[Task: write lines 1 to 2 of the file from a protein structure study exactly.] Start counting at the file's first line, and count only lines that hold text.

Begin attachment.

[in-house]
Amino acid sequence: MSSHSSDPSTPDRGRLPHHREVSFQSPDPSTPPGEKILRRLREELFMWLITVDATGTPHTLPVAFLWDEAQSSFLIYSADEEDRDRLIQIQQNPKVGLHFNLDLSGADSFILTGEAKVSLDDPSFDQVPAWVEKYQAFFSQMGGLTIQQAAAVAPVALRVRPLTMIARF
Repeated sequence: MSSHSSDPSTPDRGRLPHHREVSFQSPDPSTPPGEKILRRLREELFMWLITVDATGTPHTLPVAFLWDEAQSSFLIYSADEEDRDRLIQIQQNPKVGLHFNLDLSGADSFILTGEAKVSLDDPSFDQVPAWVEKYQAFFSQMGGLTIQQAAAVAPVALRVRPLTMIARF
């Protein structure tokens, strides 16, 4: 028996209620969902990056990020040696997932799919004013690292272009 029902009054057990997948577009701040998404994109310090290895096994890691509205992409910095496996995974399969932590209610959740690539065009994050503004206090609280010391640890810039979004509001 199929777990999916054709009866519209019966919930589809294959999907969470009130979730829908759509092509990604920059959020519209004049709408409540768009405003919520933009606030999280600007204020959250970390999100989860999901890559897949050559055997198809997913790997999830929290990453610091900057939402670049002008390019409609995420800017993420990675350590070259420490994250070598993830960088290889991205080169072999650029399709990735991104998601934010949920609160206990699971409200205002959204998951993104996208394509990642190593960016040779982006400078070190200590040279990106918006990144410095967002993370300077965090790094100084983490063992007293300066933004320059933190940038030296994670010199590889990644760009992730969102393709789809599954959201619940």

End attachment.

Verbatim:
[in-house]
Amino acid sequence: MSSHSSDPSTPDRGRLPHHREVSFQSPDPSTPPGEKILRRLREELFMWLITVDATGTPHTLPVAFLWDEAQSSFLIYSADEEDRDRLIQIQQNPKVGLHFNLDLSGADSFILTGEAKVSLDDPSFDQVPAWVEKYQAFFSQMGGLTIQQAAAVAPVALRVRPLTMIARF